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Jesse Helms

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CALIFORNIA | LOCAL
September 23, 1997
Jesse Helms: the only excuse for term limits. DAVID WYLER Hollywood
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OPINION
September 27, 2008
Re "Misplaying the race card," Opinion, Sept. 23 I am incredulous. Jonah Goldberg wants to blame the Democrats for playing the race card. It was the Nixon administration that devised the GOP's Southern strategy to appeal to Southern whites upset about civil rights gains by blacks. GOP members have opposed the Martin Luther King holiday, affirmative action and sanctions against apartheid in South Africa. Their icons have included Jesse Helms, Strom Thurmond and the Confederate flag.
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CALIFORNIA | LOCAL
August 30, 2001 | By CRISPIN SARTWELL, Crispin Sartwell teaches philosophy at the Maryland Institute College of Art and is the author of "End of Story: Toward an Annihilation of Language and History" (SUNY Press, 2000)
In his long Senate career, Jesse Helms (R-N.C.) almost always has been wrong. But he was right about the National Endowment for the Arts. He wanted it closed down. The flash point came in the late 1980s, when Helms realized that there was political hay to be made from condemning a handful of grants that the NEA had made to controversial artists such as Robert Mapplethorpe, Karen Finley and Andres Serrano. When people found out the content of the work of those artists, many were outraged.
CALIFORNIA | LOCAL
July 5, 2008 | Johanna Neuman, Times Staff Writer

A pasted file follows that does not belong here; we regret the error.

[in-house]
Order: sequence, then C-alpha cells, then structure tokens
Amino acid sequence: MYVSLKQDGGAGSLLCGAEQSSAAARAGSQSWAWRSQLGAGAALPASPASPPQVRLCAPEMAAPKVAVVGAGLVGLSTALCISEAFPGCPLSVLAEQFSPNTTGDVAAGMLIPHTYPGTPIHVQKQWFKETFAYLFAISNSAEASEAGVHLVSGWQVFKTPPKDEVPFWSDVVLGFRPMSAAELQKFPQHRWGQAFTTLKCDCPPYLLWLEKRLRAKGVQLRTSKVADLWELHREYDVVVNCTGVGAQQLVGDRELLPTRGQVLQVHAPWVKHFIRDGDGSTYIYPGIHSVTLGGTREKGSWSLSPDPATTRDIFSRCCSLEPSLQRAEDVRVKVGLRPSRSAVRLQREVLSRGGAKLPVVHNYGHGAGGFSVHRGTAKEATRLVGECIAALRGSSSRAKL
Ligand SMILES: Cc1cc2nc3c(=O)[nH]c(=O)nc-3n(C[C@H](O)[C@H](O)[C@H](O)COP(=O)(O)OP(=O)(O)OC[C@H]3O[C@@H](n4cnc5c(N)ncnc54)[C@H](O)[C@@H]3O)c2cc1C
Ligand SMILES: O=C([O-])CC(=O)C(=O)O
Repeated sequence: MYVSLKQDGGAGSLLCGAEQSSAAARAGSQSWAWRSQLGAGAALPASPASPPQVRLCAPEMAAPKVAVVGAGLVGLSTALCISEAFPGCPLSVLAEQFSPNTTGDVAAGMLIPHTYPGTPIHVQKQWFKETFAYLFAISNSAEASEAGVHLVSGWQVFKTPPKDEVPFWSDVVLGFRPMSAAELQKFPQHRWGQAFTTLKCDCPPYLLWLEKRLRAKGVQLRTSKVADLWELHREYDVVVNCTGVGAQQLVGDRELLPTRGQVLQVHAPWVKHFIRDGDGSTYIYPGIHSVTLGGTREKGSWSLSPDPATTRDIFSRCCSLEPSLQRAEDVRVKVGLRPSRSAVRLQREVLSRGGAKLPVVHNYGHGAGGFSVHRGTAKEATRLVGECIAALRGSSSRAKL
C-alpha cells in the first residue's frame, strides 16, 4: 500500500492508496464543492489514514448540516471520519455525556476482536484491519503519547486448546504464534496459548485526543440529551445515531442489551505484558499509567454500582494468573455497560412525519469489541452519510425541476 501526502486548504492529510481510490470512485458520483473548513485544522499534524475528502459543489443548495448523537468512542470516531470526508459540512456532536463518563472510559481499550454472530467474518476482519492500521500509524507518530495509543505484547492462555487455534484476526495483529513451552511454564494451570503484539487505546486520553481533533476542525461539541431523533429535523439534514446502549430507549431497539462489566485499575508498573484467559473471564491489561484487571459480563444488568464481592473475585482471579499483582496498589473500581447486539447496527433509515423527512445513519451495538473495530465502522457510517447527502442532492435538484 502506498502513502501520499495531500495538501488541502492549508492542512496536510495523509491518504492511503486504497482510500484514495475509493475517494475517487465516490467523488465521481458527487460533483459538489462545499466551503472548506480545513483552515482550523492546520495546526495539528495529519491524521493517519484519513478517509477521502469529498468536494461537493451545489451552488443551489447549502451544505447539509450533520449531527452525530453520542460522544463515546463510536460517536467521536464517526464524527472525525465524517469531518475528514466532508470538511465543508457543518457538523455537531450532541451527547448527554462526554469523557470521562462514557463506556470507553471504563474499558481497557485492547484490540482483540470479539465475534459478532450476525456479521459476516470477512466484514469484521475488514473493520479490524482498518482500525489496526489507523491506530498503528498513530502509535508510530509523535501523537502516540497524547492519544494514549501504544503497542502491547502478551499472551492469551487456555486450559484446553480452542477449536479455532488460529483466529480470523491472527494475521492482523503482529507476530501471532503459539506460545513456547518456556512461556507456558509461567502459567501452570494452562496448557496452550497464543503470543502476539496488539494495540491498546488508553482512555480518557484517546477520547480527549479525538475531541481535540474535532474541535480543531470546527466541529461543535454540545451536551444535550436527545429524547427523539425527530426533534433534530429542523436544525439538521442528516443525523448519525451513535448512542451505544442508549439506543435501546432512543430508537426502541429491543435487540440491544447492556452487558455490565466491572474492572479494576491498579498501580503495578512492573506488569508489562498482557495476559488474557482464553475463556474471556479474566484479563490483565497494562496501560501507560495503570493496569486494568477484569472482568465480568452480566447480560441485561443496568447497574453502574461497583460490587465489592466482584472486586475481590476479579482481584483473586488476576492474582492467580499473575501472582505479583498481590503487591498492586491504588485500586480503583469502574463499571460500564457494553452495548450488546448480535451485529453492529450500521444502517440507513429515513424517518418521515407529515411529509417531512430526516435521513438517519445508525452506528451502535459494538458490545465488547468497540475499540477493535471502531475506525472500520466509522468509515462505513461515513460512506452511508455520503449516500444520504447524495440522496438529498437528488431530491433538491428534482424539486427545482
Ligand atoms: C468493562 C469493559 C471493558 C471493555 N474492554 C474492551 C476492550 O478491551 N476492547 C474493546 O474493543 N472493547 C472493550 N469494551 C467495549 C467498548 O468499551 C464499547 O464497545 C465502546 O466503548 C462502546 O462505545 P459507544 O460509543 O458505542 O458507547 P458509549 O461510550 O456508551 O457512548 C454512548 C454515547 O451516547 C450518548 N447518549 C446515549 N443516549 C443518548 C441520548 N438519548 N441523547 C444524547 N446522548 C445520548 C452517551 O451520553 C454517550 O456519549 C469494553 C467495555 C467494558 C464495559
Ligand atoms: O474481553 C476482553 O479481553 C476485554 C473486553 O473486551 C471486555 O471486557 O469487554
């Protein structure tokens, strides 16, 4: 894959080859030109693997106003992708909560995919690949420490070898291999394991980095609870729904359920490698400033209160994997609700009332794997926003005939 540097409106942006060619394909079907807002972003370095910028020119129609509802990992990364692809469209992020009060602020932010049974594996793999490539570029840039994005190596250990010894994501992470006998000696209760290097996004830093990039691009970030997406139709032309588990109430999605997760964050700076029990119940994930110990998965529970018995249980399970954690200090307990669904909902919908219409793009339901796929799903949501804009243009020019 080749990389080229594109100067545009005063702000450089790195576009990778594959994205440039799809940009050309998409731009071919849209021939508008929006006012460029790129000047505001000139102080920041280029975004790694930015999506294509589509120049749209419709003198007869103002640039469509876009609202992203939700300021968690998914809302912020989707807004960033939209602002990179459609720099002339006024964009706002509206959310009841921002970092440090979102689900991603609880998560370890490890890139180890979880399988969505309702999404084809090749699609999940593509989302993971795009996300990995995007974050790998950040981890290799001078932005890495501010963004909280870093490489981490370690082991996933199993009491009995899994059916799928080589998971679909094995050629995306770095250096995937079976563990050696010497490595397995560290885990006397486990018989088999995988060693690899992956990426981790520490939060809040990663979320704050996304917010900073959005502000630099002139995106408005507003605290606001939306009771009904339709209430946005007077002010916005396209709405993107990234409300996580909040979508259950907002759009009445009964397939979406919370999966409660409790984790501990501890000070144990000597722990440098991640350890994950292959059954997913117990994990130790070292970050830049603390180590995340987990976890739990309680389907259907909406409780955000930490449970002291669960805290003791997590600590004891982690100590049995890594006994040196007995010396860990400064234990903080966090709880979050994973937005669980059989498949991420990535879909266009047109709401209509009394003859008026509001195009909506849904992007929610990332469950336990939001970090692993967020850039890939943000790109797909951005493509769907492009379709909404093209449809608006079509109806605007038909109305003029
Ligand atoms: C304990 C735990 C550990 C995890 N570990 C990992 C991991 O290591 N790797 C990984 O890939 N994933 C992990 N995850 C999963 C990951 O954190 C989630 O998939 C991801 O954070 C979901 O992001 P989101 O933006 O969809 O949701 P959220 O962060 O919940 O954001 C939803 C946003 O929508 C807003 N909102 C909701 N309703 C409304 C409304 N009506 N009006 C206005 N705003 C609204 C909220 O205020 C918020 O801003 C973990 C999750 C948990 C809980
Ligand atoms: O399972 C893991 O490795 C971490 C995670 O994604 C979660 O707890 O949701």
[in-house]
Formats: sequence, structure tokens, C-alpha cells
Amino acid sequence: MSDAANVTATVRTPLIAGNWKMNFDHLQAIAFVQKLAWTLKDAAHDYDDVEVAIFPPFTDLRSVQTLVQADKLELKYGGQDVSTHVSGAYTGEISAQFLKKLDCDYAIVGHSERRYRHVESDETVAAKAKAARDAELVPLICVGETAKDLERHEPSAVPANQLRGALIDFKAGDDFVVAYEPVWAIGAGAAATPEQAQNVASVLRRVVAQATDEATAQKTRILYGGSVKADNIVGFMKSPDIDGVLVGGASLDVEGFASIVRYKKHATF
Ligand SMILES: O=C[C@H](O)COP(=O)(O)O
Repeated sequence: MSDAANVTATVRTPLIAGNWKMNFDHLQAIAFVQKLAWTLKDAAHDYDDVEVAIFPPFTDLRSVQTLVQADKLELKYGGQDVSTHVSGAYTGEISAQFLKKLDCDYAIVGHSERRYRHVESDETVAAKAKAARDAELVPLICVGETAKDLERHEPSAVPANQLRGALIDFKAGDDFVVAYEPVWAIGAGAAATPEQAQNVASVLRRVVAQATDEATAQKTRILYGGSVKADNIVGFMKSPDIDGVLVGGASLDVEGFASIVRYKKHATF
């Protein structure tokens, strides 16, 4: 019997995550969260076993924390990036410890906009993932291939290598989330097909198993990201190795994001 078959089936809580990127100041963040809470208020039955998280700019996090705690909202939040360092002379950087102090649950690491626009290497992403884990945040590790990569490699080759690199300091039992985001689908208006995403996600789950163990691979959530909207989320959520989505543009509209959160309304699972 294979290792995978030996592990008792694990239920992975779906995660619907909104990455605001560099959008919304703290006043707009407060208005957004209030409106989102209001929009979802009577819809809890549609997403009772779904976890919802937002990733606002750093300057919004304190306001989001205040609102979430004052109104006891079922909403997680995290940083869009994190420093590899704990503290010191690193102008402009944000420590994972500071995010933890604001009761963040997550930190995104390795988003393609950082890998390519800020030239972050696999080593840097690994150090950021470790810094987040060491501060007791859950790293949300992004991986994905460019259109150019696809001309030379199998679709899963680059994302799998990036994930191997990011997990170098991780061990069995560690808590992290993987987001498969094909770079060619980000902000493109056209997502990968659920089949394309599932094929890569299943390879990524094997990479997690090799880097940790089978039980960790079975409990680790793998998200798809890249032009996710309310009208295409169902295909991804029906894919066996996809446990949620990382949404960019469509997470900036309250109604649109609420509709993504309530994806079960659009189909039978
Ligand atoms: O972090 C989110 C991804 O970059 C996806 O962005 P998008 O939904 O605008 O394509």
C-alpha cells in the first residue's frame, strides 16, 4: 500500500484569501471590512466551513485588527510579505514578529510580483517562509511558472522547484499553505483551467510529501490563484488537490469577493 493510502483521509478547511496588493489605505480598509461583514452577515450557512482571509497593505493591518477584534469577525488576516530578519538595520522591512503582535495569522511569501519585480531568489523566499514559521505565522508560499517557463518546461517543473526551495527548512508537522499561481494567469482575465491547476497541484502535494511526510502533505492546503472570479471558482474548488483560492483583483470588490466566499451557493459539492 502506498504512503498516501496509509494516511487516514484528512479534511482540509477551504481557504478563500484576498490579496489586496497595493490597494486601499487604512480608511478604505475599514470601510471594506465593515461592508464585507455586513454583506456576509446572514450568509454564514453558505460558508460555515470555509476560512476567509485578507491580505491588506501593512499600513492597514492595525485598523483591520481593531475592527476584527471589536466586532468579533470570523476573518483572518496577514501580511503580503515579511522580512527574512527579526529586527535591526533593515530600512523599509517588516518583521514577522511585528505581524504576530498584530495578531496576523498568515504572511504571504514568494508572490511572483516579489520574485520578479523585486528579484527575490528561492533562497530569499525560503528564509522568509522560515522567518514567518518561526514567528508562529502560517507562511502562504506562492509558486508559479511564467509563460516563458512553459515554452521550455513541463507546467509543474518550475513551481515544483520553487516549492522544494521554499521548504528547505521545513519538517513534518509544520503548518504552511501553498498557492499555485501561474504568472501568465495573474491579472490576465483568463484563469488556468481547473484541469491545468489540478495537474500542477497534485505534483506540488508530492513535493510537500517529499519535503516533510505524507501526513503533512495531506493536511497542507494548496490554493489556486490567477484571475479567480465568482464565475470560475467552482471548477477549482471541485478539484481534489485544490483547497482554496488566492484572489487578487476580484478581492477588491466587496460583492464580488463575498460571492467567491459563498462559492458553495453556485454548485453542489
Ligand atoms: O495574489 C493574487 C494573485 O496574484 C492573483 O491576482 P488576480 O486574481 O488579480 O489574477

Jesse Helms, the former U.S. senator from North Carolina who for half a century infuriated liberals with his race-baiting campaign tactics and presidents of both parties with his use of senatorial privilege, died Friday. He was 86. Helms, who won election to the Senate five times before retiring in 2003, died early Friday at a nursing home in Raleigh, N.C., according to John Dodd, president of the Jesse Helms Center in Wingate, N.C.
ENTERTAINMENT
August 26, 1989 | SHAUNA SNOW
State Sen. Art Torres (D-Los Angeles) on Friday equated Sen. Jesse Helms' (R-N.C.) bid to ban public funding of controversial artworks with the the late Ayatollah Ruhollah Khomeini. "Helms is using the same standard that Iran used (when Khomeini condemned 'Satanic Verses' author Salman Rushdie)," Torres said, as he announced the introduction of a legislative directive "demanding that Congress reject any repressive measures such as the Helms amendment."
NEWS
May 28, 1995 | From Times Wire Services
Sen. Jesse Helms has pro nounced President Clinton unqualified to make military decisions on Bosnia-Herzegovina, saying, "I hope he won't shoot from the hip." The White House brushed off the latest criticism from the North Carolina Republican who chairs the Senate Foreign Relations Committee. White House Press Secretary Mike McCurry said Clinton was satisfied that the North Atlantic Treaty Organization was taking the correct military steps in the intensifying conflict.
CALIFORNIA | LOCAL
April 16, 2001 | DAVID R. AYON, David R. Ayon writes about U.S., Mexican and Latino politics and is a research associate at the Center for the Study of Los Angeles at Loyola Marymount University. E-mail: drayon@gte.net
For decades, no American has gotten under Mexico's skin quite like Sen. Jesse Helms. The conservative North Carolina Republican has frequently raked Mexico over the coals of drug smuggling, official corruption, financial crises, fraudulent elections and relations with communist Cuba, just to name an issue or two. Helms has been Washington's premier Mexico-basher. The nearly octogenarian senator dislikes travel and is wheelchair-bound.
CALIFORNIA | LOCAL
March 29, 2006 | From Times Staff and Wire Reports
John Carbaugh, 60, an advisor to former U.S. Sen. Jesse Helms (R-N.C.) who promoted foreign policies with a highly anti-communist edge, died March 19 at the Cleveland Clinic of a brain aneurysm and a staph infection. Although little known to the public, Carbaugh had considerable clout on Capitol Hill while working for the now-retired Helms, who once was a key member of the Senate Foreign Relations Committee. Latin America became a focal point for Carbaugh's "shadow State Department" efforts.